Failing is for Everyone
I used to think that repentance meant to feel so bad about being bad that you promise to not be bad anymore. But now I see repentance as just returning again to God. Our contemplative in residence, James Wall tells about how difficult a certain Carmelite nun found contemplative prayer to be because her thoughts would wander a thousand times during a 20-minute prayer session. She was sure her teacher Thomas Merton would rebuke her for such a failure, so she was surprised when instead Merton said that her wandering thoughts were just 1,000 opportunities to return to God.
– Nadia Bolz-Weber, Ash Wednesday 2014
Failing is not just for failures, it’s for everyone. Failures just have more experience.
We’ve journeyed through seven days of Lent. By Ash Friday (just made that one up), I was tired of my Lenten discipline. While I’ve heard the suggestion to take up something instead of giving up something, I still haven’t given that a try. Here I am again, feeling a little grouchy, trying to wean myself from two not-to-be-mentioned substances.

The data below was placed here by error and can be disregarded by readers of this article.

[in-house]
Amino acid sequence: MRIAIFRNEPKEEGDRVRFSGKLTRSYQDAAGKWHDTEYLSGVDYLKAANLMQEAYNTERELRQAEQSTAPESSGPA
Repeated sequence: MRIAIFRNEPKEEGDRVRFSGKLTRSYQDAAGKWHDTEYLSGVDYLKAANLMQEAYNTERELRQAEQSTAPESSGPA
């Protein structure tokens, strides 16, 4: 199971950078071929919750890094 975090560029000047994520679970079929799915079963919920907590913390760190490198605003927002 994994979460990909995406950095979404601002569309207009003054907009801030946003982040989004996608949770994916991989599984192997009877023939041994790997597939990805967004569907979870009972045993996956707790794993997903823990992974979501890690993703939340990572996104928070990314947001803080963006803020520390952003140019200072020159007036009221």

Why I decided to go ahead and do the give-up thing again this year is this: I actually think there is some value in failing. I get another opportunity to return to God. Failing at disciplines and resolutions leaves us leaning on grace. (If you’re someone who has no trouble keeping disciplines and resolutions, well, you’re probably a better person than me.) The more extreme our Lenten devotion and the more we do the thing we said we wouldn’t – the more opportunities we get to return to God, to experience unbreakable grace for our broken selves.
The first Sunday in Lent we hear the story of Jesus’s forty day temptation in the wilderness. He experienced great temptations offering power and control. In Matthew’s version it culminated with, “The devil took him to a very high mountain and showed him all the kingdoms of the world and their splendour. And he said to him, ‘All these I will give you, if you will fall down and worship me.’” Jesus does not choose the devil’s kingdoms (all the kingdoms of the world), and as such, becomes the enemy of the state. By rejecting fame, glory, and power, Jesus sides with the tortured, incarcerated, executed, hungry, powerless, and obscure. In our Lenten disciplines of rejecting our own temptations we join Jesus who says “no” to oppression and abusive power.
When we fail, we return to the Jesus who sides with failures.
Naomi Wildflower is a coffee snob, an urban cyclist, and an Episcopalian. While once a Torontonian, she currently lives in the beautiful neighbourhood of Kensington in Philadelphia, Pennsylvania.
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